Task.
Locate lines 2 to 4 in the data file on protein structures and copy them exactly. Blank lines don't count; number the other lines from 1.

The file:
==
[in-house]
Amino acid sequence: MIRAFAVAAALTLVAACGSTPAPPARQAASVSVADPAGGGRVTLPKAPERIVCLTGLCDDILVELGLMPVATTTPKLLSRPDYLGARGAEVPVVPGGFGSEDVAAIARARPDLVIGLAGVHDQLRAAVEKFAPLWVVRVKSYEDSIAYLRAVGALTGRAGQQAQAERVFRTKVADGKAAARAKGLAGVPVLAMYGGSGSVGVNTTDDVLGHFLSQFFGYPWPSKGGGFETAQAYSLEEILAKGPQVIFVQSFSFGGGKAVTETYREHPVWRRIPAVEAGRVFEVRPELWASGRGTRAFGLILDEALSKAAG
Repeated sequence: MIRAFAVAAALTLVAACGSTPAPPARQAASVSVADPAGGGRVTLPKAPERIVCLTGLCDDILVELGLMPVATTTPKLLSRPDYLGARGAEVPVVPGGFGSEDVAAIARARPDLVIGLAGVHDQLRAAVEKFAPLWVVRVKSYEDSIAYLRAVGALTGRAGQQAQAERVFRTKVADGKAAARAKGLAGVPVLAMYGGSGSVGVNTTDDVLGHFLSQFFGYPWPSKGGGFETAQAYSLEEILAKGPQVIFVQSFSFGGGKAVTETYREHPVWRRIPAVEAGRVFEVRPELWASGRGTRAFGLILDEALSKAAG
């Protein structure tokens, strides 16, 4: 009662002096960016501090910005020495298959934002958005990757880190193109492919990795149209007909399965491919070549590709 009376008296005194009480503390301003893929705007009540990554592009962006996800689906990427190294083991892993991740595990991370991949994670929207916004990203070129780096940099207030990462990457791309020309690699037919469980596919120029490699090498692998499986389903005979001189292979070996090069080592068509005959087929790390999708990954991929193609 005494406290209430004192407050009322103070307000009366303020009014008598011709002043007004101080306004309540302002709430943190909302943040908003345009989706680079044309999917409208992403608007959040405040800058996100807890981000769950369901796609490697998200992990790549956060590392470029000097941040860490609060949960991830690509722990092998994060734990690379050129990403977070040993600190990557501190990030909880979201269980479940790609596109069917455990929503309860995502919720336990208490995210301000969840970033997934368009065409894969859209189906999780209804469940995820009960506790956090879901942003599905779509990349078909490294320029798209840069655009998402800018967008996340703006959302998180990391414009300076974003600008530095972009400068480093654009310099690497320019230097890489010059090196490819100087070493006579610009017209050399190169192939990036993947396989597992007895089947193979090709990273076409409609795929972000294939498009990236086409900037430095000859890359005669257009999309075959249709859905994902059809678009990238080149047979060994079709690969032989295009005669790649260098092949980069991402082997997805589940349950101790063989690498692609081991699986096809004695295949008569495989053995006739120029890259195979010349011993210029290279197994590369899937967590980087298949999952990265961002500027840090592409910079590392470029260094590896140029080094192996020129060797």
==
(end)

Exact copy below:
Amino acid sequence: MIRAFAVAAALTLVAACGSTPAPPARQAASVSVADPAGGGRVTLPKAPERIVCLTGLCDDILVELGLMPVATTTPKLLSRPDYLGARGAEVPVVPGGFGSEDVAAIARARPDLVIGLAGVHDQLRAAVEKFAPLWVVRVKSYEDSIAYLRAVGALTGRAGQQAQAERVFRTKVADGKAAARAKGLAGVPVLAMYGGSGSVGVNTTDDVLGHFLSQFFGYPWPSKGGGFETAQAYSLEEILAKGPQVIFVQSFSFGGGKAVTETYREHPVWRRIPAVEAGRVFEVRPELWASGRGTRAFGLILDEALSKAAG
Repeated sequence: MIRAFAVAAALTLVAACGSTPAPPARQAASVSVADPAGGGRVTLPKAPERIVCLTGLCDDILVELGLMPVATTTPKLLSRPDYLGARGAEVPVVPGGFGSEDVAAIARARPDLVIGLAGVHDQLRAAVEKFAPLWVVRVKSYEDSIAYLRAVGALTGRAGQQAQAERVFRTKVADGKAAARAKGLAGVPVLAMYGGSGSVGVNTTDDVLGHFLSQFFGYPWPSKGGGFETAQAYSLEEILAKGPQVIFVQSFSFGGGKAVTETYREHPVWRRIPAVEAGRVFEVRPELWASGRGTRAFGLILDEALSKAAG
């Protein structure tokens, strides 16, 4: 009662002096960016501090910005020495298959934002958005990757880190193109492919990795149209007909399965491919070549590709 009376008296005194009480503390301003893929705007009540990554592009962006996800689906990427190294083991892993991740595990991370991949994670929207916004990203070129780096940099207030990462990457791309020309690699037919469980596919120029490699090498692998499986389903005979001189292979070996090069080592068509005959087929790390999708990954991929193609 005494406290209430004192407050009322103070307000009366303020009014008598011709002043007004101080306004309540302002709430943190909302943040908003345009989706680079044309999917409208992403608007959040405040800058996100807890981000769950369901796609490697998200992990790549956060590392470029000097941040860490609060949960991830690509722990092998994060734990690379050129990403977070040993600190990557501190990030909880979201269980479940790609596109069917455990929503309860995502919720336990208490995210301000969840970033997934368009065409894969859209189906999780209804469940995820009960506790956090879901942003599905779509990349078909490294320029798209840069655009998402800018967008996340703006959302998180990391414009300076974003600008530095972009400068480093654009310099690497320019230097890489010059090196490819100087070493006579610009017209050399190169192939990036993947396989597992007895089947193979090709990273076409409609795929972000294939498009990236086409900037430095000859890359005669257009999309075959249709859905994902059809678009990238080149047979060994079709690969032989295009005669790649260098092949980069991402082997997805589940349950101790063989690498692609081991699986096809004695295949008569495989053995006739120029890259195979010349011993210029290279197994590369899937967590980087298949999952990265961002500027840090592409910079590392470029260094590896140029080094192996020129060797």